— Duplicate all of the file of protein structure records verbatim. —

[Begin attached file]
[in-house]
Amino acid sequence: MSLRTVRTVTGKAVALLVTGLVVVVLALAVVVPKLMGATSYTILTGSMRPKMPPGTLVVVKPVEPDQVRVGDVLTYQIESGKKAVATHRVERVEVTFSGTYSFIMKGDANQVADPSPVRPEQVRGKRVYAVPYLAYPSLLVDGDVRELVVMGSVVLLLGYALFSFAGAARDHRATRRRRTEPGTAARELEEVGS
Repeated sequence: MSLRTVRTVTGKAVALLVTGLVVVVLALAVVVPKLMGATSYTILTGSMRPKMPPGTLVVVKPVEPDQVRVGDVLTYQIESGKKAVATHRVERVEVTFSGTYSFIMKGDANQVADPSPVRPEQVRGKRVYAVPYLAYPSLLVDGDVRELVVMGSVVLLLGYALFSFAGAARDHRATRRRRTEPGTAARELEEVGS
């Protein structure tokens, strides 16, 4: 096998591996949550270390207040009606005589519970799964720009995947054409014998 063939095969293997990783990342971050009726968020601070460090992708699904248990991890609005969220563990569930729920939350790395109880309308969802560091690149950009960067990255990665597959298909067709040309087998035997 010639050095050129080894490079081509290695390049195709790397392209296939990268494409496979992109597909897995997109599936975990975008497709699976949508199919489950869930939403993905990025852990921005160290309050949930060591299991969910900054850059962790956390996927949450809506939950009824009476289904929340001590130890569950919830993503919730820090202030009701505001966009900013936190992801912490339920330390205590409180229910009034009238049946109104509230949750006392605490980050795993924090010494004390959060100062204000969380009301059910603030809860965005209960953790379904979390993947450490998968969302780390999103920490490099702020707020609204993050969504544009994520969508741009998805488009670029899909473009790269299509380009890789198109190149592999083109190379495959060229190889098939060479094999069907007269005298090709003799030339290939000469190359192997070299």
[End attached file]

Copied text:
[in-house]
Amino acid sequence: MSLRTVRTVTGKAVALLVTGLVVVVLALAVVVPKLMGATSYTILTGSMRPKMPPGTLVVVKPVEPDQVRVGDVLTYQIESGKKAVATHRVERVEVTFSGTYSFIMKGDANQVADPSPVRPEQVRGKRVYAVPYLAYPSLLVDGDVRELVVMGSVVLLLGYALFSFAGAARDHRATRRRRTEPGTAARELEEVGS
Repeated sequence: MSLRTVRTVTGKAVALLVTGLVVVVLALAVVVPKLMGATSYTILTGSMRPKMPPGTLVVVKPVEPDQVRVGDVLTYQIESGKKAVATHRVERVEVTFSGTYSFIMKGDANQVADPSPVRPEQVRGKRVYAVPYLAYPSLLVDGDVRELVVMGSVVLLLGYALFSFAGAARDHRATRRRRTEPGTAARELEEVGS
């Protein structure tokens, strides 16, 4: 096998591996949550270390207040009606005589519970799964720009995947054409014998 063939095969293997990783990342971050009726968020601070460090992708699904248990991890609005969220563990569930729920939350790395109880309308969802560091690149950009960067990255990665597959298909067709040309087998035997 010639050095050129080894490079081509290695390049195709790397392209296939990268494409496979992109597909897995997109599936975990975008497709699976949508199919489950869930939403993905990025852990921005160290309050949930060591299991969910900054850059962790956390996927949450809506939950009824009476289904929340001590130890569950919830993503919730820090202030009701505001966009900013936190992801912490339920330390205590409180229910009034009238049946109104509230949750006392605490980050795993924090010494004390959060100062204000969380009301059910603030809860965005209960953790379904979390993947450490998968969302780390999103920490490099702020707020609204993050969504544009994520969508741009998805488009670029899909473009790269299509380009890789198109190149592999083109190379495959060229190889098939060479094999069907007269005298090709003799030339290939000469190359192997070299």